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Yutaka Nakajima, Takao Sato; Spatial selectivity of local motion affects global motion after-effect. Journal of Vision 2006;6(6):1048. doi: https://doi.org/10.1167/6.6.1048.
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© ARVO (1962-2015); The Authors (2016-present)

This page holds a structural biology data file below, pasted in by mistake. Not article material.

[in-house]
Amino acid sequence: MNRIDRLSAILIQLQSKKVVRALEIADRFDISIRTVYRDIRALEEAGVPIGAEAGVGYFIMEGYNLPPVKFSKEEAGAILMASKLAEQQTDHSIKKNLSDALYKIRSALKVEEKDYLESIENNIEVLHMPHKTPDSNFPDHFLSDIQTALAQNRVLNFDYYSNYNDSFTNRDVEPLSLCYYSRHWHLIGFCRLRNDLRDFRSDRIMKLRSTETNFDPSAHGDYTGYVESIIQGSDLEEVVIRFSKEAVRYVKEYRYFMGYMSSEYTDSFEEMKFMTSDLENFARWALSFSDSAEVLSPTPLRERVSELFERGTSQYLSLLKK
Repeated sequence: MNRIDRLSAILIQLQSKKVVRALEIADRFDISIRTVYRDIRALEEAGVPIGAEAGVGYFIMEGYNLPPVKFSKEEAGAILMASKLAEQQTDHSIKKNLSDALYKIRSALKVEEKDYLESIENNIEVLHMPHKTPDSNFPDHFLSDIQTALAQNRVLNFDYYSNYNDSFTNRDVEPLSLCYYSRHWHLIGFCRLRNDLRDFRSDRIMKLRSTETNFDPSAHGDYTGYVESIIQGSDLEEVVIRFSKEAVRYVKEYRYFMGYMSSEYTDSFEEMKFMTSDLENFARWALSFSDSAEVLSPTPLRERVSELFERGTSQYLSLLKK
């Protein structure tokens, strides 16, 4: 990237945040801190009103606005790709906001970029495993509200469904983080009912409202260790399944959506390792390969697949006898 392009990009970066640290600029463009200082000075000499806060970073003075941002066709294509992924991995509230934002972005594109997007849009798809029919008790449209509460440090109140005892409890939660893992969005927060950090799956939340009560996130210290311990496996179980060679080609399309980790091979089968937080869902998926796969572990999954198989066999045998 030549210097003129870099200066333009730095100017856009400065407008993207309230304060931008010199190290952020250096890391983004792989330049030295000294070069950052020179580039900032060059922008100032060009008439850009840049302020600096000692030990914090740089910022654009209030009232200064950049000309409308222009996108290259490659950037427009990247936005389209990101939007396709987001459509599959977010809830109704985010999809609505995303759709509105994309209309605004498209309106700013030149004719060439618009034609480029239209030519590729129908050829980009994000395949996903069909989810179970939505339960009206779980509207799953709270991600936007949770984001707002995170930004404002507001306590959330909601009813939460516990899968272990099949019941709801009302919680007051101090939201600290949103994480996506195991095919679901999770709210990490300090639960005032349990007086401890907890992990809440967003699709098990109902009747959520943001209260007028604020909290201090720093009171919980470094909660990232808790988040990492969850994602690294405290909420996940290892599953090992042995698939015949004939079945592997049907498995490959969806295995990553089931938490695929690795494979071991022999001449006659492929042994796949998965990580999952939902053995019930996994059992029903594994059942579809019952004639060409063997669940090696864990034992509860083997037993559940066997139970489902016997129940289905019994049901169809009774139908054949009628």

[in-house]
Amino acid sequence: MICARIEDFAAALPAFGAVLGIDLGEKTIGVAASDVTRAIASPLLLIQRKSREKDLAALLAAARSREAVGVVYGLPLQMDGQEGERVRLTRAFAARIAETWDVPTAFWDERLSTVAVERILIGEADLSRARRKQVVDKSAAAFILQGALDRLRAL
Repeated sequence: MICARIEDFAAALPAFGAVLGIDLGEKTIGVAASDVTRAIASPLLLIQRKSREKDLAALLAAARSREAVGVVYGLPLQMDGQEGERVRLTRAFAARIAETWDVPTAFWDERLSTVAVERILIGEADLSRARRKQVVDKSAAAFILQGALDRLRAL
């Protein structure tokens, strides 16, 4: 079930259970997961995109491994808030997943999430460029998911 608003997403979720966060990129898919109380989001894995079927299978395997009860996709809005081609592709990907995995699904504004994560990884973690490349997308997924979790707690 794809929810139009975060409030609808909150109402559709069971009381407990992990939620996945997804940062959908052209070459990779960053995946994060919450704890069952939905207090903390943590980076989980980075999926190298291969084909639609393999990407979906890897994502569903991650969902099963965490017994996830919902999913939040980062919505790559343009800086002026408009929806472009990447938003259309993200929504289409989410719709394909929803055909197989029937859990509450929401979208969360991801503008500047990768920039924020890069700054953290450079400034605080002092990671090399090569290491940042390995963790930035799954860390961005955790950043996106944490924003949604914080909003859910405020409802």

To examine the influence of the spatial frequency/orientation selectivity of low-level (local) motion after-effect (MAE) on global MAE, we measured the duration of global MAE induced by rotating pseudo-plaid patterns comprised of four gabor patches (cf. Takeuchi,1997; e.g. Bex, Metha &Makous, 1999). First, we presented rotating pseudo-plaid pattern for 30 s for adaptation (patch size = 1.4 deg × 1.4 deg; total size = 2.8 deg × 2.8 deg, spatial frequency = 1.4 c/d, velocity = 1.4 d/s). Then, we presented a test pattern of static pseudo-plaids with varied spatial frequency and/or orientation. Subjects were asked to keep pressing a key while they perceive global MAE. We also measured the duration of local MAE by using the same procedure but using only one gabor patch. We found that the duration of both global and local MAE depended on the spatial frequency/orientation of test stimuli; higher similarity in spatial properties between adapting and test stimuli resulted in longer durations. The durations of global MAE were about twice as long as that of local MAE regardless of similarities. When the spatial properties were the same for adapting and test stimuli, the duration was longest and the difference in the duration between local and global MAE was largest. These results indicate that, although the long durations at the optimal points may reflect the selectivity for global-motion, spatial selectivity of local motion detectors is crucial to the magnitude of global MAE.
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